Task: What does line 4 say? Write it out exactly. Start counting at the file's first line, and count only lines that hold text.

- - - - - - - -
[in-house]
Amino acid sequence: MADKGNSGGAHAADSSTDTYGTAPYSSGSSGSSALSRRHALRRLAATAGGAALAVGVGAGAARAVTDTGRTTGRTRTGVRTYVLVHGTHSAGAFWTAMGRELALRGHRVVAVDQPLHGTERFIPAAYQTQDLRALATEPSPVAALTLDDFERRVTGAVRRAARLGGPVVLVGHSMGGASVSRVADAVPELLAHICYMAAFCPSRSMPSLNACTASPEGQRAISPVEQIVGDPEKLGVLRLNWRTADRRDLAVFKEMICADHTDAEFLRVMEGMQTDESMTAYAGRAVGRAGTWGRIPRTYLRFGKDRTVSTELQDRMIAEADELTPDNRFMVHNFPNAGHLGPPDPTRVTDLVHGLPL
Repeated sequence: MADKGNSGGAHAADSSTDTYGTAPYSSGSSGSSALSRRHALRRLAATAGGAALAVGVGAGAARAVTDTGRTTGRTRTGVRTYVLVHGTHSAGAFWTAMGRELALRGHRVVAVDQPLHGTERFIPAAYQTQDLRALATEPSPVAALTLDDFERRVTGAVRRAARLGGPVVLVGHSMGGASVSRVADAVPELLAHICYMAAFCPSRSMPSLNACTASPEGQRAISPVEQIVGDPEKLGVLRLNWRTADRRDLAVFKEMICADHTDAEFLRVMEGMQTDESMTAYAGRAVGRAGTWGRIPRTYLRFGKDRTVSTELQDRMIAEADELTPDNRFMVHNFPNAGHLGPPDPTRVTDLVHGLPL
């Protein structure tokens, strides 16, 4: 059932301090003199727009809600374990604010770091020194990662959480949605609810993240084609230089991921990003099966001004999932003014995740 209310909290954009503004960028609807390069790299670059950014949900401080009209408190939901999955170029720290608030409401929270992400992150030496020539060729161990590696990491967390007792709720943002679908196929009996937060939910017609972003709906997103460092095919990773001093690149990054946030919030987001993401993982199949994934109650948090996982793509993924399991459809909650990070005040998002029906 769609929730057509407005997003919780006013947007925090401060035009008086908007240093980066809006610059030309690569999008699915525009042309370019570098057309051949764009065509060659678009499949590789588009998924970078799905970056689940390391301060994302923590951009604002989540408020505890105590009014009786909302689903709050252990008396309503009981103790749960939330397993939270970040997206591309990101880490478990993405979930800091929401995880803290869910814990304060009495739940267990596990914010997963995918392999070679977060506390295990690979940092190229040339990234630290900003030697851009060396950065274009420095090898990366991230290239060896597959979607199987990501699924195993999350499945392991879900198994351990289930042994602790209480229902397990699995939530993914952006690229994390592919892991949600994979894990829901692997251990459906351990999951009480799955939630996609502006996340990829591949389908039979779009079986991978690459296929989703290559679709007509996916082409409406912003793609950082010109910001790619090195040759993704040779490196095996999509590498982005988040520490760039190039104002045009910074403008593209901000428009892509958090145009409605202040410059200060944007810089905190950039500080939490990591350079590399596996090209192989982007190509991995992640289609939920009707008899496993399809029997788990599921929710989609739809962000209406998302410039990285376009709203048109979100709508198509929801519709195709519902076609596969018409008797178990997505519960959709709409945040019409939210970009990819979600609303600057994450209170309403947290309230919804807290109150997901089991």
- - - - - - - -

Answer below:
């Protein structure tokens, strides 16, 4: 059932301090003199727009809600374990604010770091020194990662959480949605609810993240084609230089991921990003099966001004999932003014995740 209310909290954009503004960028609807390069790299670059950014949900401080009209408190939901999955170029720290608030409401929270992400992150030496020539060729161990590696990491967390007792709720943002679908196929009996937060939910017609972003709906997103460092095919990773001093690149990054946030919030987001993401993982199949994934109650948090996982793509993924399991459809909650990070005040998002029906 769609929730057509407005997003919780006013947007925090401060035009008086908007240093980066809006610059030309690569999008699915525009042309370019570098057309051949764009065509060659678009499949590789588009998924970078799905970056689940390391301060994302923590951009604002989540408020505890105590009014009786909302689903709050252990008396309503009981103790749960939330397993939270970040997206591309990101880490478990993405979930800091929401995880803290869910814990304060009495739940267990596990914010997963995918392999070679977060506390295990690979940092190229040339990234630290900003030697851009060396950065274009420095090898990366991230290239060896597959979607199987990501699924195993999350499945392991879900198994351990289930042994602790209480229902397990699995939530993914952006690229994390592919892991949600994979894990829901692997251990459906351990999951009480799955939630996609502006996340990829591949389908039979779009079986991978690459296929989703290559679709007509996916082409409406912003793609950082010109910001790619090195040759993704040779490196095996999509590498982005988040520490760039190039104002045009910074403008593209901000428009892509958090145009409605202040410059200060944007810089905190950039500080939490990591350079590399596996090209192989982007190509991995992640289609939920009707008899496993399809029997788990599921929710989609739809962000209406998302410039990285376009709203048109979100709508198509929801519709195709519902076609596969018409008797178990997505519960959709709409945040019409939210970009990819979600609303600057994450209170309403947290309230919804807290109150997901089991």